Poll: School safety, overtime pay, and remembering 9/11

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     New York City Manhattan downtown skyline at night from Liberty Park with light beams in memory of September 11 viewed from New Jersey waterfront.(<a href=“http://www.shutterstock.com/pic-145527118/stock-photo-new-york-city-manhattan-downtown-skyline-at-night-from-liberty-park-with-light-beams-in-memory-of.html?src=e_0Wc42c4NifpEmhvxkQOQ-1-6”>Photo</a> via ShutterStock)

    New York City Manhattan downtown skyline at night from Liberty Park with light beams in memory of September 11 viewed from New Jersey waterfront.(Photo via ShutterStock)

    NewsWorks Tonight host Dave Heller sits down for his weekly conversation with Gallup’s Frank Newport to talk about trends in American opinion.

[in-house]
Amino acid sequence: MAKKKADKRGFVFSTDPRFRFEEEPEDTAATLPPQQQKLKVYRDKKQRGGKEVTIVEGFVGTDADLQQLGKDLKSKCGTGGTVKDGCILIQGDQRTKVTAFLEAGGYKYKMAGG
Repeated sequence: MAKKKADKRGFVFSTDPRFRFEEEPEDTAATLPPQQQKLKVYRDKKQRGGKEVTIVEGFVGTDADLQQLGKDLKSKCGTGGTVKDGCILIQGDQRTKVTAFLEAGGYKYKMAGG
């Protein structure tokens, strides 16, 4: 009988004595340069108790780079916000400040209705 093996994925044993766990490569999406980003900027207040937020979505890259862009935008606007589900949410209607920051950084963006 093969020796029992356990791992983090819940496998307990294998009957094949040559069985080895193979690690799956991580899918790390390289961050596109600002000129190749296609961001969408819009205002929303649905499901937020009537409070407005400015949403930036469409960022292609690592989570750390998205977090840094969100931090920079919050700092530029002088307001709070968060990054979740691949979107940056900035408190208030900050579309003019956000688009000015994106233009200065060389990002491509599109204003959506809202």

Today is the 14th anniversary of the Sept 11, 2001 terrorist attacks on New York and Washington. Just where does the threat of terror stand now in terms of what Americans are worried about?

    Philadelphia public schools opened their doors this week and this is always a time when some parents are worried for their child’s safety. Has there been any change in these types of concerns over the years?

    Of course, not all students are in public schools. In fact, our estimate is that about 20 percent of all K-12 students in the country are in private or parochial schools, or home schooled (3 percent in this last category). This has changed over the years; 10-15 years ago, only 15 percent of K-12 students were not in public schools.

    President Obama and the Labor Department recently put forth new rules that will expand – by about 5 million people – the number of workers that are eligible for overtime. Americans are not convinced that this is going to help the economy all that much. But the public now and in the past has favored raising the minimum wage – something Clinton and Sanders have both pushed for.

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